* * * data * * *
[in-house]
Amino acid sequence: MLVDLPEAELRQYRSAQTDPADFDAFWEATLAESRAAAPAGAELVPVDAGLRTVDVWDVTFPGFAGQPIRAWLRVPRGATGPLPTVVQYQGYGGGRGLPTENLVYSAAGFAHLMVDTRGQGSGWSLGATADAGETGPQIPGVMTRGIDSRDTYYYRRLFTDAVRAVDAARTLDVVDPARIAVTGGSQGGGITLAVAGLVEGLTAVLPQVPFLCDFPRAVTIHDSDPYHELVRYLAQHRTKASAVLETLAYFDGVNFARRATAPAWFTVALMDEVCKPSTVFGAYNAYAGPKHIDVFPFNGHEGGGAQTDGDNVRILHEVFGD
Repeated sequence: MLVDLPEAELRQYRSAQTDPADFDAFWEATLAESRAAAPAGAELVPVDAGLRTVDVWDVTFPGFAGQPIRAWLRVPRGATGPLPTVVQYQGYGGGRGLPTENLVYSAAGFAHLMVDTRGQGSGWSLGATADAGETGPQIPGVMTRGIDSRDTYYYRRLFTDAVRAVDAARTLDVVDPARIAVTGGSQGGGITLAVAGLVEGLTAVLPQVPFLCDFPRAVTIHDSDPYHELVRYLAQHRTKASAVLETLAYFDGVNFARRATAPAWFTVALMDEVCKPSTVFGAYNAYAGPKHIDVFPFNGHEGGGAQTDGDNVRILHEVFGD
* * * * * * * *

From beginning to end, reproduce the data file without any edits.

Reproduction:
[in-house]
Amino acid sequence: MLVDLPEAELRQYRSAQTDPADFDAFWEATLAESRAAAPAGAELVPVDAGLRTVDVWDVTFPGFAGQPIRAWLRVPRGATGPLPTVVQYQGYGGGRGLPTENLVYSAAGFAHLMVDTRGQGSGWSLGATADAGETGPQIPGVMTRGIDSRDTYYYRRLFTDAVRAVDAARTLDVVDPARIAVTGGSQGGGITLAVAGLVEGLTAVLPQVPFLCDFPRAVTIHDSDPYHELVRYLAQHRTKASAVLETLAYFDGVNFARRATAPAWFTVALMDEVCKPSTVFGAYNAYAGPKHIDVFPFNGHEGGGAQTDGDNVRILHEVFGD
Repeated sequence: MLVDLPEAELRQYRSAQTDPADFDAFWEATLAESRAAAPAGAELVPVDAGLRTVDVWDVTFPGFAGQPIRAWLRVPRGATGPLPTVVQYQGYGGGRGLPTENLVYSAAGFAHLMVDTRGQGSGWSLGATADAGETGPQIPGVMTRGIDSRDTYYYRRLFTDAVRAVDAARTLDVVDPARIAVTGGSQGGGITLAVAGLVEGLTAVLPQVPFLCDFPRAVTIHDSDPYHELVRYLAQHRTKASAVLETLAYFDGVNFARRATAPAWFTVALMDEVCKPSTVFGAYNAYAGPKHIDVFPFNGHEGGGAQTDGDNVRILHEVFGD